Download the Demo Database.

Download TableColl2003.zip

Download TableColl2007.zip

  1. MS-Access Class Module and VBA
  2. MS-Access VBA Class Object Arrays
  3. MS-Access Base Class and Derived Objects
  4. VBA Base Class and Derived Objects-2
  5. Base Class and Derived Object Variants
  6. Ms-Access Recordset and Class Module
  7. Access Class Module and Wrapper Classes
  8. Ms-Access and Collection Object Basics
  9. Ms-Access Class Module and Collection Object
  10. Table Records in Collection Object and Form
  11. Dictionary Object Basics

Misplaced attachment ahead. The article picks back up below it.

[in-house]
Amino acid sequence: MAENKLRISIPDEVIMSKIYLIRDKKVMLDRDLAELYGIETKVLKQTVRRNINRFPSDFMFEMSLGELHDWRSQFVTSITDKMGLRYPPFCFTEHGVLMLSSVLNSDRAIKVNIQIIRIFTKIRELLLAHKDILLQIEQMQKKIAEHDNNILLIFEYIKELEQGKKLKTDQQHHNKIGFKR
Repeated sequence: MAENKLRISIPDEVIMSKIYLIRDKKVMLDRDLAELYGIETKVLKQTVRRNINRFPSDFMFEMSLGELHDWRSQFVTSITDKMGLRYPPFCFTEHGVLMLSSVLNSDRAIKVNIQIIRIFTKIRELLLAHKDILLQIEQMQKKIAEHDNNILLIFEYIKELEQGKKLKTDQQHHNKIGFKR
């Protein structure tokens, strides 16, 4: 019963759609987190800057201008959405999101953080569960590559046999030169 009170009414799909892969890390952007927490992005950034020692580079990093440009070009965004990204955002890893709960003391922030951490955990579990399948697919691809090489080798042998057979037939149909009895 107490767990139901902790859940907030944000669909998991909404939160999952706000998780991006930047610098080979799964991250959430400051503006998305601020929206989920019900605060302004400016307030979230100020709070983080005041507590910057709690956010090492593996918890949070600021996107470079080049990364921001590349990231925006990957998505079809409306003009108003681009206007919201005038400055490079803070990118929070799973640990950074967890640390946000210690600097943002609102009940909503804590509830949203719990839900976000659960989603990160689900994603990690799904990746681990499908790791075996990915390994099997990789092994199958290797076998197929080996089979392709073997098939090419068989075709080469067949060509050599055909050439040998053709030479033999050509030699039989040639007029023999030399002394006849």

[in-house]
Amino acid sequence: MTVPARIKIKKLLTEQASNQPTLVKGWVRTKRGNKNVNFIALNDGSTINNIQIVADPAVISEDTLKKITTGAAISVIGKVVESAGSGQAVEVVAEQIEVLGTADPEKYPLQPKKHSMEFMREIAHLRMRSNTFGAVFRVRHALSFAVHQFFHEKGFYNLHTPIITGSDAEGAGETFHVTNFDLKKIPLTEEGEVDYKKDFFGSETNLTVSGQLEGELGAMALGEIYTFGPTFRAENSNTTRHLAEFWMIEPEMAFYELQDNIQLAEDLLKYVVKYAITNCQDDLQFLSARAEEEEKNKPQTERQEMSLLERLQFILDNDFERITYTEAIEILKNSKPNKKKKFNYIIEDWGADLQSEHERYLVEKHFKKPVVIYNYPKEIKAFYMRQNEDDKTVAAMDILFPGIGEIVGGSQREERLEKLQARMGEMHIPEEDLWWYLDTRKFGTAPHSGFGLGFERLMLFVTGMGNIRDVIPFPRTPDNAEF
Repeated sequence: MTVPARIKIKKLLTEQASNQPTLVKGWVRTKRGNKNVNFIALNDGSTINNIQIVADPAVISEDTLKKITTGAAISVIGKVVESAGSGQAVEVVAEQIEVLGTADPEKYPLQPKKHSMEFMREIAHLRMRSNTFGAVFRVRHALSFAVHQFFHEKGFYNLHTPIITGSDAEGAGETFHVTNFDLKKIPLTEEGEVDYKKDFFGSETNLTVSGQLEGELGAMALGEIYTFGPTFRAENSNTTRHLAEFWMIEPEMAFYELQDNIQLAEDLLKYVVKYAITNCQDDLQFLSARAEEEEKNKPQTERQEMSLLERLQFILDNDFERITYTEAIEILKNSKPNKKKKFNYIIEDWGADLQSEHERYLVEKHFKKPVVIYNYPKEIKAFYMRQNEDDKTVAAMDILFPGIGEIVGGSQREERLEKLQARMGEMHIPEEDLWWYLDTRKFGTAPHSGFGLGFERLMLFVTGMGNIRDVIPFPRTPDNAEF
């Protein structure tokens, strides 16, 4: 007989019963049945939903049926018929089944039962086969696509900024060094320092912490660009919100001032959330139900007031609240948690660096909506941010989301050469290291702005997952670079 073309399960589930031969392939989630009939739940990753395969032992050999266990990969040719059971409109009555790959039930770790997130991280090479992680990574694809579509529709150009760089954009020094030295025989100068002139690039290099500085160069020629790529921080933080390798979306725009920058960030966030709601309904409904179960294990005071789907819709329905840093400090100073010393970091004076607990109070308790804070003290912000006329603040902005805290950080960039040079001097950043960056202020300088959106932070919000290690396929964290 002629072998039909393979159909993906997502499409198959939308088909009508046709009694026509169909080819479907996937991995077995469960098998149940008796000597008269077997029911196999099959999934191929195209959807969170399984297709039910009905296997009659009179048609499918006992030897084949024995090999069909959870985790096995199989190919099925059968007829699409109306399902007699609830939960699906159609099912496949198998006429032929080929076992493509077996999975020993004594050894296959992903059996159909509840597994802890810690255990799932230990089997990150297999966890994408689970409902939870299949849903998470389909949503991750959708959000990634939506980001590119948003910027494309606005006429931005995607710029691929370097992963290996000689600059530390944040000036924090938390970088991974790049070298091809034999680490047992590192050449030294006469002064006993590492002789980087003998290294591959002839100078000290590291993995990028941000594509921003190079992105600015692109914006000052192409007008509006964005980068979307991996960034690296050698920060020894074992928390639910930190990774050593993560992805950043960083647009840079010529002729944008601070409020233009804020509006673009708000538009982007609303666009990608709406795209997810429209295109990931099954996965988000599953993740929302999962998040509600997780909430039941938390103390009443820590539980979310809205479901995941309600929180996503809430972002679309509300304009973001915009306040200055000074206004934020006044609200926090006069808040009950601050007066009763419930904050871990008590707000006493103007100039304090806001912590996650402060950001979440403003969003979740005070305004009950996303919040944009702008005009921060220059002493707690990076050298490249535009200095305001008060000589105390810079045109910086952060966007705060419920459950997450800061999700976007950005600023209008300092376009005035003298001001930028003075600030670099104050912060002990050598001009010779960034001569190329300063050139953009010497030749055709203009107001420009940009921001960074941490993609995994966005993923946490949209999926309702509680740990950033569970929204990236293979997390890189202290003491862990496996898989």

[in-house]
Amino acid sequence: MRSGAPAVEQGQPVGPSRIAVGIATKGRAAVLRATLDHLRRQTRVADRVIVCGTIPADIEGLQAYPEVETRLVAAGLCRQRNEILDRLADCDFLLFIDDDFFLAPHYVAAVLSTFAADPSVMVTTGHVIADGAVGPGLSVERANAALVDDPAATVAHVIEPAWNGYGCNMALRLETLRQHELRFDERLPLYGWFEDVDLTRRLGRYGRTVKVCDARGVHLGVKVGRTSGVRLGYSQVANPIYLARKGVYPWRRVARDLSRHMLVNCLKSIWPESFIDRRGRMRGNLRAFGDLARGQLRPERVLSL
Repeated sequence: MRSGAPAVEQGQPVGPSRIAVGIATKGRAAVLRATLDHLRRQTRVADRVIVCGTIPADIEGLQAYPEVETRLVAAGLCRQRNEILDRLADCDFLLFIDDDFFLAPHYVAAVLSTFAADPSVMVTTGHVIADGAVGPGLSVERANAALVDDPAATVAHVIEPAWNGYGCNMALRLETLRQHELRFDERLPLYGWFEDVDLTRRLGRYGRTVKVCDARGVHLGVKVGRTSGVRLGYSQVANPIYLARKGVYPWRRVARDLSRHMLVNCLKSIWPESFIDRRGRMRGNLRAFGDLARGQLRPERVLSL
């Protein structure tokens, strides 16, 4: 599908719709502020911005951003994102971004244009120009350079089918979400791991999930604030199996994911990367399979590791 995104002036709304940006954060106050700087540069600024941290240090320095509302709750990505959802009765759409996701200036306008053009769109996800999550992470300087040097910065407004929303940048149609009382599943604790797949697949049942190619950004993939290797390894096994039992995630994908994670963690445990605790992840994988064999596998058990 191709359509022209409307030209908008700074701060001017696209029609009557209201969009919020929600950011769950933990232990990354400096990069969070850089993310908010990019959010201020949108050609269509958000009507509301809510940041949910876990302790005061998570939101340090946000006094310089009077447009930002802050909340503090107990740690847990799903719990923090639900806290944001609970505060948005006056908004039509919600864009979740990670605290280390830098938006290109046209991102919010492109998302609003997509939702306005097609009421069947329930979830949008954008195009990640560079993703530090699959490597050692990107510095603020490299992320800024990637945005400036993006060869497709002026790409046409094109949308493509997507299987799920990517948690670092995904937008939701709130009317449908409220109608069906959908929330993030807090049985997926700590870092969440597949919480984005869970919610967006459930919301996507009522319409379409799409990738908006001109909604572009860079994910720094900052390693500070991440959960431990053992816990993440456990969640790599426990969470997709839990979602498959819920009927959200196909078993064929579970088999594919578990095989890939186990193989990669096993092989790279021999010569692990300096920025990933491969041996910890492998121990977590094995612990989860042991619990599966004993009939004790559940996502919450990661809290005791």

12. Dictionary Object Basics-2
  13. Sorting Dictionary Object Keys and Items
  14. Display Records from Dictionary to Form
  15. Add Class Objects as Dictionary Items
  16. Update Class Object Dictionary Item on Form

Ms-Access Class Module and Collection Object


Last week we had a brief introduction to the Collection Object Basics.  We have learned how to Add the items to a Collection Object and the data item retrieval methods.  We have used mixed data types as Collection Items in our examples, and they were intended for demonstration purposes only. 

The Collection Object Items will have only one type of value or can have a collection of other Objects with their Properties.

We have familiarized ourselves with the following Collection Object Methods earlier:

  • Add – to add an Item to the Collection Object
  • Count – returns the Count of Total Items within the Collection Object
  • Item – Takes the item sequence number as a parameter and returns a specific Item from the Collection.